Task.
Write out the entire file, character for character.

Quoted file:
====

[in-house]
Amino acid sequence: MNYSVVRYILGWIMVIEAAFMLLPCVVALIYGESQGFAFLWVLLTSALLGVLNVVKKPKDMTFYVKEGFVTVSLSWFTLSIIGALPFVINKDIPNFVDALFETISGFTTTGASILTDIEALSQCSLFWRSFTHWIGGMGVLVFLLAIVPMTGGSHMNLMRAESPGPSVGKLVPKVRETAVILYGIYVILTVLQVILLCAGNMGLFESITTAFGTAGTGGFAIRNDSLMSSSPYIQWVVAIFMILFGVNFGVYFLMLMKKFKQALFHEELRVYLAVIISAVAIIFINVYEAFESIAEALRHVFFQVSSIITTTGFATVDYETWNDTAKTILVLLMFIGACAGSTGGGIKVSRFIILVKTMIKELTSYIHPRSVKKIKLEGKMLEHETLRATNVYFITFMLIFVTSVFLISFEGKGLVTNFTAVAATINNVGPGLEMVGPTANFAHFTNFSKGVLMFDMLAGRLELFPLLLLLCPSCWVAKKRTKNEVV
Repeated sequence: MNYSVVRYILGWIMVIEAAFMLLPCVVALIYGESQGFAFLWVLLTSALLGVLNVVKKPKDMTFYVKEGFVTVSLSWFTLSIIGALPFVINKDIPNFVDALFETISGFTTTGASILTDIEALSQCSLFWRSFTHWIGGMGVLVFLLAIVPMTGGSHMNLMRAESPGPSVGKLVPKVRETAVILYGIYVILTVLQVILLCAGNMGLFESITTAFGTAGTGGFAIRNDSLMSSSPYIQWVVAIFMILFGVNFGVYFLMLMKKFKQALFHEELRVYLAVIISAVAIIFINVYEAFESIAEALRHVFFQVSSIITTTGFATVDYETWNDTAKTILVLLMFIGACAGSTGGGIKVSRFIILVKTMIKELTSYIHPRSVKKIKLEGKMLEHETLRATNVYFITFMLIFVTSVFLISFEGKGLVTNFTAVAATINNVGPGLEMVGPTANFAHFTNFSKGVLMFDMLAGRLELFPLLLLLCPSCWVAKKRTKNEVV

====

[in-house]
Amino acid sequence: MNYSVVRYILGWIMVIEAAFMLLPCVVALIYGESQGFAFLWVLLTSALLGVLNVVKKPKDMTFYVKEGFVTVSLSWFTLSIIGALPFVINKDIPNFVDALFETISGFTTTGASILTDIEALSQCSLFWRSFTHWIGGMGVLVFLLAIVPMTGGSHMNLMRAESPGPSVGKLVPKVRETAVILYGIYVILTVLQVILLCAGNMGLFESITTAFGTAGTGGFAIRNDSLMSSSPYIQWVVAIFMILFGVNFGVYFLMLMKKFKQALFHEELRVYLAVIISAVAIIFINVYEAFESIAEALRHVFFQVSSIITTTGFATVDYETWNDTAKTILVLLMFIGACAGSTGGGIKVSRFIILVKTMIKELTSYIHPRSVKKIKLEGKMLEHETLRATNVYFITFMLIFVTSVFLISFEGKGLVTNFTAVAATINNVGPGLEMVGPTANFAHFTNFSKGVLMFDMLAGRLELFPLLLLLCPSCWVAKKRTKNEVV
Repeated sequence: MNYSVVRYILGWIMVIEAAFMLLPCVVALIYGESQGFAFLWVLLTSALLGVLNVVKKPKDMTFYVKEGFVTVSLSWFTLSIIGALPFVINKDIPNFVDALFETISGFTTTGASILTDIEALSQCSLFWRSFTHWIGGMGVLVFLLAIVPMTGGSHMNLMRAESPGPSVGKLVPKVRETAVILYGIYVILTVLQVILLCAGNMGLFESITTAFGTAGTGGFAIRNDSLMSSSPYIQWVVAIFMILFGVNFGVYFLMLMKKFKQALFHEELRVYLAVIISAVAIIFINVYEAFESIAEALRHVFFQVSSIITTTGFATVDYETWNDTAKTILVLLMFIGACAGSTGGGIKVSRFIILVKTMIKELTSYIHPRSVKKIKLEGKMLEHETLRATNVYFITFMLIFVTSVFLISFEGKGLVTNFTAVAATINNVGPGLEMVGPTANFAHFTNFSKGVLMFDMLAGRLELFPLLLLLCPSCWVAKKRTKNEVV